Director: Danny Boyle
Starring: Ewan McGregor, Ewen Bremner, Jonny Lee Miller, Robert Carlyle
I’m going to come clean straight away and admit that I only watched the original ‘Trainspotting’ for the first time a week before seeing the sequel, when it was shown at a special screening in my local cinema. It’s a film that’s been on my “to watch” list for a long time, but I can now proudly say I loved it, and it was blatantly obvious to me why it is seen as such a classic, and also why there was some uncertainty surrounding the sequel.
It’s been twenty years since Renton (Ewan McGregor) betrayed his friends and ran off with £16,000 that was meant to be split evenly between him and his 3 best friends. Ever since sneaking out of that hotel room with the cash, Renton has been living in Amsterdam, but after suffering a heart attack, he decides it’s time to return to Edinburgh and reconcile with his former friends. Spud (Ewen Bremner) and Sick Boy (Johnny Lee Miller) are stunned by Renton’s return, but it’s not long before the friends find themselves back up to their old tricks and a scheme is formulated. That is, until Begbie (Robert Carlyle) escapes from prison and catches word of Renton’s return, leading to a hatred-fueled revenge mission.
There’s always scepticism when a sequel to such a classic film is announced – it comes with the territory – but Danny Boyle has done an exceptional job here. He has captured what audiences loved so much about the original ‘Trainspotting’ twenty years ago, and delivered a sequel that is nostalgic, yet doesn’t solely rely on its nostalgia to keep the story grounded. Each member of the cast delivered tremendous performances in their respective roles, with honourable mentions to Ewen Bremner as Spud, whose life story for the past twenty years will tug at your heart strings, and Robert Carlyle as the psychotic, revenge-seeking Begbie, who quickly becomes an audience favourite. The addition of Anjela Nedyalkova to the cast, as Sick Boy’s girlfriend slash not girlfriend, was brilliant. She fit right in alongside the returning actors, and her character is often the voice of reason for Renton and Sick Boy, who struggle to see eye to eye on some matters. There is also a very brief, but welcomed scene, featuring Kelly Macdonald as Diane – you know, the young lady Renton went home with in the first film. I would have loved for her to have more screen time here, but at the same time, I also feel like any more involvement would have felt shoe-horned in, and as such, Danny Boyle handled her inclusion perfectly.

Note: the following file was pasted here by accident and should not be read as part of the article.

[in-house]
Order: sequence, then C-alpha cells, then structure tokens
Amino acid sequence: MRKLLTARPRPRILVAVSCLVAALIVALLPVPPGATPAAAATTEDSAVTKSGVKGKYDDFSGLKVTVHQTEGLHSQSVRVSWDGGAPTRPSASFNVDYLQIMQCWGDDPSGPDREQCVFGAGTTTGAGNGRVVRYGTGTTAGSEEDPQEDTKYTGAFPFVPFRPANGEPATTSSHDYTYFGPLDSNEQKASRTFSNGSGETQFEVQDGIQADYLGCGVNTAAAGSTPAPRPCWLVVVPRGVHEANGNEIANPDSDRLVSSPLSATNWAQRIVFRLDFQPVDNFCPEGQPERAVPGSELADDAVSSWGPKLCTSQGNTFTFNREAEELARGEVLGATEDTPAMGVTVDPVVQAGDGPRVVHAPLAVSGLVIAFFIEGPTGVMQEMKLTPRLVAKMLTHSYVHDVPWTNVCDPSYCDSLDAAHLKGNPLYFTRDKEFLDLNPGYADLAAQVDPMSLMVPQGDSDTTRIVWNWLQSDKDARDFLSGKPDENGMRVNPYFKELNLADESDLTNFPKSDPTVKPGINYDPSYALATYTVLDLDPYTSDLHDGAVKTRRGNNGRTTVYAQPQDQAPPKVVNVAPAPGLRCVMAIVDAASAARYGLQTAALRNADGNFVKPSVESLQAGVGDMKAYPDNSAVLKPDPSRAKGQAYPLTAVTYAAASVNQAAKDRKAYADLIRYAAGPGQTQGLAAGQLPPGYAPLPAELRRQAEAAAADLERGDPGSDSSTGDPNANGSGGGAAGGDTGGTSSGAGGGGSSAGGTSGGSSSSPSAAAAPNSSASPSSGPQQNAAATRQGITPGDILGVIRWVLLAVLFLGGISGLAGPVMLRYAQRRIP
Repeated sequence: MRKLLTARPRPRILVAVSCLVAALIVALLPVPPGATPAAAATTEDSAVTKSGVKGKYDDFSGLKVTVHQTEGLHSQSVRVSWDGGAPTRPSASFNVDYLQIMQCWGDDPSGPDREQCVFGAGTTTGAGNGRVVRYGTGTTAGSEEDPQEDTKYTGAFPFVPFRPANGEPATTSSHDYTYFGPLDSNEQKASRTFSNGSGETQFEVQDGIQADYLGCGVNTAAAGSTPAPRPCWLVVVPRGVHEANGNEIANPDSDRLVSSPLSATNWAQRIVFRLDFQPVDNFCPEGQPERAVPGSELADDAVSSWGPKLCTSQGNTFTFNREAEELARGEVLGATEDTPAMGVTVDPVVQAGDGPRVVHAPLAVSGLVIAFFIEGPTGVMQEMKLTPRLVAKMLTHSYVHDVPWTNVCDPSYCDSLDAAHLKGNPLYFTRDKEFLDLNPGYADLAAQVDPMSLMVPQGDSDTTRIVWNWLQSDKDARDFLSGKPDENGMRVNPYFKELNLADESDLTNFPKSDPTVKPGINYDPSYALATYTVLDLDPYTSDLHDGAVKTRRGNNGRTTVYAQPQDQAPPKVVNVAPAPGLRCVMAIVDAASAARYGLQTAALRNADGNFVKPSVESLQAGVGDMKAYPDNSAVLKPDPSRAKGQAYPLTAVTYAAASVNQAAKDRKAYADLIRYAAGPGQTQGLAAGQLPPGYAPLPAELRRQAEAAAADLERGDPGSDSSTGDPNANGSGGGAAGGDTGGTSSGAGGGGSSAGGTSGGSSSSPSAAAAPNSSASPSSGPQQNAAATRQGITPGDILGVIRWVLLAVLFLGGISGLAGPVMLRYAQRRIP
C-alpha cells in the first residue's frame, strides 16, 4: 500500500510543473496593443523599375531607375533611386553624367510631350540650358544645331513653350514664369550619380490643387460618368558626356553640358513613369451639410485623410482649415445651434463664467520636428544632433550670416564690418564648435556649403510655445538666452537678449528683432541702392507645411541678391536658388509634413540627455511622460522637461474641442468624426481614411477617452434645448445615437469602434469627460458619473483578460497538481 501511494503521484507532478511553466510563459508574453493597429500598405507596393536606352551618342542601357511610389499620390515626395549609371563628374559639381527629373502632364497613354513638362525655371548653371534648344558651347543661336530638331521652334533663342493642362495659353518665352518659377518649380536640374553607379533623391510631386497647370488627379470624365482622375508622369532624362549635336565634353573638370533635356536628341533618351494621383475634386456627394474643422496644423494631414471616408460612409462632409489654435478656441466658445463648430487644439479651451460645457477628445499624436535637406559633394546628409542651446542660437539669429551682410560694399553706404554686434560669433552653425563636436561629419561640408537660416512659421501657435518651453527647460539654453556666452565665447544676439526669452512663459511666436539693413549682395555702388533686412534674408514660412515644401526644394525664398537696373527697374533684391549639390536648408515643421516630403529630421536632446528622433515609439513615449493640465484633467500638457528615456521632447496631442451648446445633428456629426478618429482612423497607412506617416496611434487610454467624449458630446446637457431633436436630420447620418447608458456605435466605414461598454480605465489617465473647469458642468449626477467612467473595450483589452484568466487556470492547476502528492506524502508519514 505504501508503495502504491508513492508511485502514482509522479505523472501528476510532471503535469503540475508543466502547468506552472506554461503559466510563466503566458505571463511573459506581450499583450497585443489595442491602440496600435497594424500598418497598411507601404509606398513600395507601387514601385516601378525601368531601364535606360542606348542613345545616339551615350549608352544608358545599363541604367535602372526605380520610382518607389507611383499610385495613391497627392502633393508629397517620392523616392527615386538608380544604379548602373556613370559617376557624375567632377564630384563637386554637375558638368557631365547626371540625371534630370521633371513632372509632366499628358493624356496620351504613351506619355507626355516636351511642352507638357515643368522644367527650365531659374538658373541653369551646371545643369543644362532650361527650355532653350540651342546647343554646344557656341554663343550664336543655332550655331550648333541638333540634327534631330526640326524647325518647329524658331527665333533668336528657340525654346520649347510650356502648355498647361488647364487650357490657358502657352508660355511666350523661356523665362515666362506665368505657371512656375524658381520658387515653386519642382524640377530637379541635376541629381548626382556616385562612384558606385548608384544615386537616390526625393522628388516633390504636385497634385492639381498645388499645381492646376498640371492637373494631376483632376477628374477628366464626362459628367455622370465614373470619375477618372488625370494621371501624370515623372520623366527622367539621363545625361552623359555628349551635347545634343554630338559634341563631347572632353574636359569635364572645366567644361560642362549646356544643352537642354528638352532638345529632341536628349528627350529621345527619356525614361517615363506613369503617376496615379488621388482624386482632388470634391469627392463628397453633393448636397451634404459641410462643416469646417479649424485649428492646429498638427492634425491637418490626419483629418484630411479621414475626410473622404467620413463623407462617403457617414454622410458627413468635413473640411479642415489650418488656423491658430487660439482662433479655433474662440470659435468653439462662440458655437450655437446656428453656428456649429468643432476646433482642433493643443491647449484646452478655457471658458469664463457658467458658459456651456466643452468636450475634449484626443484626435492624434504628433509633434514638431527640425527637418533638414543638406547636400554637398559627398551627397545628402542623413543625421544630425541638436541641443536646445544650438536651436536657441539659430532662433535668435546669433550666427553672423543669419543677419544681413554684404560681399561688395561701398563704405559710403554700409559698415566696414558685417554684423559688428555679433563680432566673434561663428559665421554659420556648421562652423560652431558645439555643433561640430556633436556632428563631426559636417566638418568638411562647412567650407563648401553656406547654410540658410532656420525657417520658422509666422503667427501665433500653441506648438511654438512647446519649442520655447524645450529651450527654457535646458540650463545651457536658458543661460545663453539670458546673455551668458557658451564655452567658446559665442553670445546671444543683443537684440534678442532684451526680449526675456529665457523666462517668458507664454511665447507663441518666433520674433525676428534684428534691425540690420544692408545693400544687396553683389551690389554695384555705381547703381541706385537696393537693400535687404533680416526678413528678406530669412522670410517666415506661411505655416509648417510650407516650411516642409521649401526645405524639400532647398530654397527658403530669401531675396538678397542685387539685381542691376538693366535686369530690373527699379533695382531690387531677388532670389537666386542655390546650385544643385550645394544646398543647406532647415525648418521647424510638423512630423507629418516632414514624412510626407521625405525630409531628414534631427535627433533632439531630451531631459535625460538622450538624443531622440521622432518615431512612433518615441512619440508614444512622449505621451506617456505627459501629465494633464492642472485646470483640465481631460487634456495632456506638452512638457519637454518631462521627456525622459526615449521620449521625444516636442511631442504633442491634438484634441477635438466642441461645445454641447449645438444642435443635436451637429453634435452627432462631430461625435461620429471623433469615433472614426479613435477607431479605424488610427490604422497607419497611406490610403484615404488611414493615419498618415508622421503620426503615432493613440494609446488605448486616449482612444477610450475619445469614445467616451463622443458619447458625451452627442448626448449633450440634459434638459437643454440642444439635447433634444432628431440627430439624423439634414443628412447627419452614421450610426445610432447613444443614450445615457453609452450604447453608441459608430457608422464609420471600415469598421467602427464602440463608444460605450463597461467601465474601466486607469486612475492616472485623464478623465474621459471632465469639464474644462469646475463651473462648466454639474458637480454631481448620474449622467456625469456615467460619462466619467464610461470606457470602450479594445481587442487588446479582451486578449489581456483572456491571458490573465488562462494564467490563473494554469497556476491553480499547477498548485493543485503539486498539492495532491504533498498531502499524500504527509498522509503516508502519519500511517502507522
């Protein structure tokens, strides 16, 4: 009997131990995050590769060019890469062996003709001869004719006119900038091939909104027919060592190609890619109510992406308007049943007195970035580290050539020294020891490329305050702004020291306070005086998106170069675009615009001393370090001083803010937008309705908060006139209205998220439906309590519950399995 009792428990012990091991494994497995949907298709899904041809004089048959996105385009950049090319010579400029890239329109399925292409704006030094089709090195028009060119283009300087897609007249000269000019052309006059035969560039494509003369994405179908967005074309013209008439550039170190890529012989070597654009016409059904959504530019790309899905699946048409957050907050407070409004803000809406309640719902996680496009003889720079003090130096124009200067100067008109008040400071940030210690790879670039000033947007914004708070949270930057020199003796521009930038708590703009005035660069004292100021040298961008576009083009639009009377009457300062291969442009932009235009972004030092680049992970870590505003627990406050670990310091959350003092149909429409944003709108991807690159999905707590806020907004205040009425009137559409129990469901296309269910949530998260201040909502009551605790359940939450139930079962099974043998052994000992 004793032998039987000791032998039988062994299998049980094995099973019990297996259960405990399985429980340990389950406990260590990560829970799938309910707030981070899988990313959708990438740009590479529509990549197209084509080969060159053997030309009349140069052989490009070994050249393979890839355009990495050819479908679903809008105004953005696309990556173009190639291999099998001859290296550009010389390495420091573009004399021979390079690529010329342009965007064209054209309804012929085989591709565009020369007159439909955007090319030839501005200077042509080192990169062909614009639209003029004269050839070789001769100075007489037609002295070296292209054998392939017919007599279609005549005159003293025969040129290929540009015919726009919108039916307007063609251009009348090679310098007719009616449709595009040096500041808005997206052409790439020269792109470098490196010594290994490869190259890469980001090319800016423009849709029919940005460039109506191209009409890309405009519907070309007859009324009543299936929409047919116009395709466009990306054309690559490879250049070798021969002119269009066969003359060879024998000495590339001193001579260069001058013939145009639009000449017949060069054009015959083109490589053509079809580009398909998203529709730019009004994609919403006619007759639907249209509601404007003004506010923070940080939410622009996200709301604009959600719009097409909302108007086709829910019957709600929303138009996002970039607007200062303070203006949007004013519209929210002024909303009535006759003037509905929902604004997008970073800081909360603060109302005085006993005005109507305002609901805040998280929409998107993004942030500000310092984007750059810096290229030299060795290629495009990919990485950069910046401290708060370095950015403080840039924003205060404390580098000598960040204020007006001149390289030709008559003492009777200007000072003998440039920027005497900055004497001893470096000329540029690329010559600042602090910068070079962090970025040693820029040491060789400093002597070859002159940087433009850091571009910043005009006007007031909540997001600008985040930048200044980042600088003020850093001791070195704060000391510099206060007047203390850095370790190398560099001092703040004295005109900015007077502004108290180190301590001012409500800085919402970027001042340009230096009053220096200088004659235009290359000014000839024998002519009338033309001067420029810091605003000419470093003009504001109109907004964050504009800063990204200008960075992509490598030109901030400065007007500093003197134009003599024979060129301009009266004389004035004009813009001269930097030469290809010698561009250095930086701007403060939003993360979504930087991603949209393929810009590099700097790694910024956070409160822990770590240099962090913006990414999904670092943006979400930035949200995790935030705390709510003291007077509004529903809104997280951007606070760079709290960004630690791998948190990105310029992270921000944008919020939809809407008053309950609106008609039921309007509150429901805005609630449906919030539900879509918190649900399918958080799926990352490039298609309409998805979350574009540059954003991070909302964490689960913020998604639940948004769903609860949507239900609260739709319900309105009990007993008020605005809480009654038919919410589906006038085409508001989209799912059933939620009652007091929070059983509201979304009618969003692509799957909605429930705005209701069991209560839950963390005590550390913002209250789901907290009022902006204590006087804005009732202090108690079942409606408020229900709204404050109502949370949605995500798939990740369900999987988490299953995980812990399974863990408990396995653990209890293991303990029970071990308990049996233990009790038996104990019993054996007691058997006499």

Compared to the original, the pacing here is certainly slower, but by no means slow. Visually, it’s far less ostentatious, but has the obvious signs of Boyle flare, and in truth has a much more melancholy narrative, but one which is perfectly appropriate for the story being told. These differences are all welcomed, and very much what I expected from a sequel both set, and filmed, two decades after its predecessor. T2’s charm lies in the fact that it has successfully captured the spirit of the original, whilst addressing the fact there has been this long period of time elapsed, and that life isn’t all sunshine and rainbows. John Hodge, who adapted Irivne Welsh’s novel, hits the characters with brutal truths and harsh reality checks that make them question their own actions and reflect on where it all went so wrong, and leaves them wondering what the future could possibly hold for them.
Danny Boyle has delivered the sequel we all wanted, and the one the original deserved. The actors reprising their roles slip right back in with such ease that it feels like they’ve never been away. Their characters are facing much darker and troubled times, but you’re aware the whole time that these are the same characters who, when we last saw them, had no cares in the world as young twenty-somethings who thought a good time was injecting heroin into their bloodstreams and…well that was about it. There are some brilliant, hysterical scenes – when you see the film, you’ll know exactly what I’m referring to – and those will definitely be dominating conversations related to this film. I highly recommend catching ‘T2 Trainspotting’ on a cinema screen if you’re a fan of the original.